By DEVIN WEEKS
Hagadone News Network
COEUR d’ALENE — Friday is the 2019 summer solstice, the date on the calendar when the sun reaches its highest point in the sky and the daylight lingers on the lawns while a new season unfolds.
“It's a time for celebrating the longest day of the year and what we have on Mother Earth to sustain us," said Murphy Sullivan, board president of the Church of Truth in Coeur d'Alene.
The church, along with the Coeur d'Alene Metaphysical Resource Center, is presenting its inaugural Metaphysical Summer Solstice event at 7 p.m. Friday and from 10 a.m. to 4 p.m. Saturday. Both events, which are free and open to the public, will be held at the church, 523 E. Garden Ave. in Coeur d’Alene.
"What we're offering is a place to celebrate your spirituality with like-minded people," said Sullivan, who is coordinating the event. "One of our favorite things here is creating a world that works for everyone."
Friday evening will feature a ceremony including drumming, flute playing and the creation of a sun mandala, a symbolic representation of the sun and its energy.
On Saturday, a vendor fair will feature local holistic healers, psychics, massage therapy, stones and crystals, artists and crafters.
"It's a summer solstice celebration, which is basically about honoring Mother Earth, and it's about honoring ourselves," Sullivan said. "It’s like a New Year's resolution; it's a check-in. How are we doing now? How are we doing as human beings? How is humanity doing? What are we doing to make the world a better place for all of us?"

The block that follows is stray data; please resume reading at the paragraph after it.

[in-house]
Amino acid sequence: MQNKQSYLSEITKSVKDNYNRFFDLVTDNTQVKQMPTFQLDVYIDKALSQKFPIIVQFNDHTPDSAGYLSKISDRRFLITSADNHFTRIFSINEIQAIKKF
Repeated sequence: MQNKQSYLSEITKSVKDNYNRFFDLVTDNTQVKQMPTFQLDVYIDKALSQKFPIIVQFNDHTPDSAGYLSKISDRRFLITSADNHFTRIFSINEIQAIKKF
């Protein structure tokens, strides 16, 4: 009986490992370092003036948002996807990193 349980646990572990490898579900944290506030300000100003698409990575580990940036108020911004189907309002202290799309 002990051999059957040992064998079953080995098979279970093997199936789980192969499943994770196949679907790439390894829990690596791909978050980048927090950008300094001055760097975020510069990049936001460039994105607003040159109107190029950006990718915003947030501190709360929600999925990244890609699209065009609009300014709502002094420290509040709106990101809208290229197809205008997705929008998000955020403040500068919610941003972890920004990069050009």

While the summer solstice is steeped in pre-Roman, pre-Christian rituals of music, feasting and bonfires, it's something people of any faith can enjoy.
"Christian holidays are more about connecting with events in the life of Christ than they are with geological, agricultural or astronomical events," First Presbyterian Pastor Craig Sumey said.
"As a general rule, we do not have holidays that are specifically tied to solstices or equinoxes, but we do have some that are close to those events.
“For us, the closest in the summer is Pentecost. That was last Sunday. That is a celebration of the holy spirit coming upon the church. We call it the church's birthday."
Sumey said individuals can decide if they feel comfortable participating in a solstice event.
"There are some that would be very cautious about this because it doesn't correlate with what we’re called to celebrate in our faith," he said.
"We want to call attention to God who is the creator as opposed to calling attention to the creation.
If someone wanted to connect with others at a community event like this solstice celebration, Sumey said, their faith need not preclude them from participating.
"Christians are called to form relationships with other people to engage with our culture so that we can share Christ's love with others," he said.
"I would never outlaw anybody from doing something which is just an engagement with their community," he said. "Just be respectful of that while they are being loving and connecting with others. I think being a part of each others' lives is important. We want to engage and not isolate."